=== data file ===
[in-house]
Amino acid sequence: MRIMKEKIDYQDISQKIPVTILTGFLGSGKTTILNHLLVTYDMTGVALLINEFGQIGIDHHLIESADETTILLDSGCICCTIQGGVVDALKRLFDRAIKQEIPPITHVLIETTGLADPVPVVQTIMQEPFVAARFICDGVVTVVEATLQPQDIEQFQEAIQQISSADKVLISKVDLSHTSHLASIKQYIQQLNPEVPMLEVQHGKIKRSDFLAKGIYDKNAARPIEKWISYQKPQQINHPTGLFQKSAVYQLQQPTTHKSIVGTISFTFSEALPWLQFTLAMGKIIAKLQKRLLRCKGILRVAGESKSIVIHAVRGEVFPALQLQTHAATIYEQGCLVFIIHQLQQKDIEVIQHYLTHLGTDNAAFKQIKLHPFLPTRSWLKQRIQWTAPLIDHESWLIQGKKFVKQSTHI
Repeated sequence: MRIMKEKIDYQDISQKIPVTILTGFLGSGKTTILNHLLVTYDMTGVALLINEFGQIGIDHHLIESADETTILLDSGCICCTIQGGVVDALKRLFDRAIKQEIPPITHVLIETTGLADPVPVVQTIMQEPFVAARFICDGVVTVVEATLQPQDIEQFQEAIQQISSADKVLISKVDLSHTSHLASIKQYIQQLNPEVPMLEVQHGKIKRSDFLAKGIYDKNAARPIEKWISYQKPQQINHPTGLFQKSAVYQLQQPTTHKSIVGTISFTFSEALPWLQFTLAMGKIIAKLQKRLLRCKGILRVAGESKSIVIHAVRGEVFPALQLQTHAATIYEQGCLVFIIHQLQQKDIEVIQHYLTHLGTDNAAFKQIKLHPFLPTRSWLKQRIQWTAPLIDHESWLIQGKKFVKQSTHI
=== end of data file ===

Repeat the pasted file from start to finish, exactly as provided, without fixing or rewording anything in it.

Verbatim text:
[in-house]
Amino acid sequence: MRIMKEKIDYQDISQKIPVTILTGFLGSGKTTILNHLLVTYDMTGVALLINEFGQIGIDHHLIESADETTILLDSGCICCTIQGGVVDALKRLFDRAIKQEIPPITHVLIETTGLADPVPVVQTIMQEPFVAARFICDGVVTVVEATLQPQDIEQFQEAIQQISSADKVLISKVDLSHTSHLASIKQYIQQLNPEVPMLEVQHGKIKRSDFLAKGIYDKNAARPIEKWISYQKPQQINHPTGLFQKSAVYQLQQPTTHKSIVGTISFTFSEALPWLQFTLAMGKIIAKLQKRLLRCKGILRVAGESKSIVIHAVRGEVFPALQLQTHAATIYEQGCLVFIIHQLQQKDIEVIQHYLTHLGTDNAAFKQIKLHPFLPTRSWLKQRIQWTAPLIDHESWLIQGKKFVKQSTHI
Repeated sequence: MRIMKEKIDYQDISQKIPVTILTGFLGSGKTTILNHLLVTYDMTGVALLINEFGQIGIDHHLIESADETTILLDSGCICCTIQGGVVDALKRLFDRAIKQEIPPITHVLIETTGLADPVPVVQTIMQEPFVAARFICDGVVTVVEATLQPQDIEQFQEAIQQISSADKVLISKVDLSHTSHLASIKQYIQQLNPEVPMLEVQHGKIKRSDFLAKGIYDKNAARPIEKWISYQKPQQINHPTGLFQKSAVYQLQQPTTHKSIVGTISFTFSEALPWLQFTLAMGKIIAKLQKRLLRCKGILRVAGESKSIVIHAVRGEVFPALQLQTHAATIYEQGCLVFIIHQLQQKDIEVIQHYLTHLGTDNAAFKQIKLHPFLPTRSWLKQRIQWTAPLIDHESWLIQGKKFVKQSTHI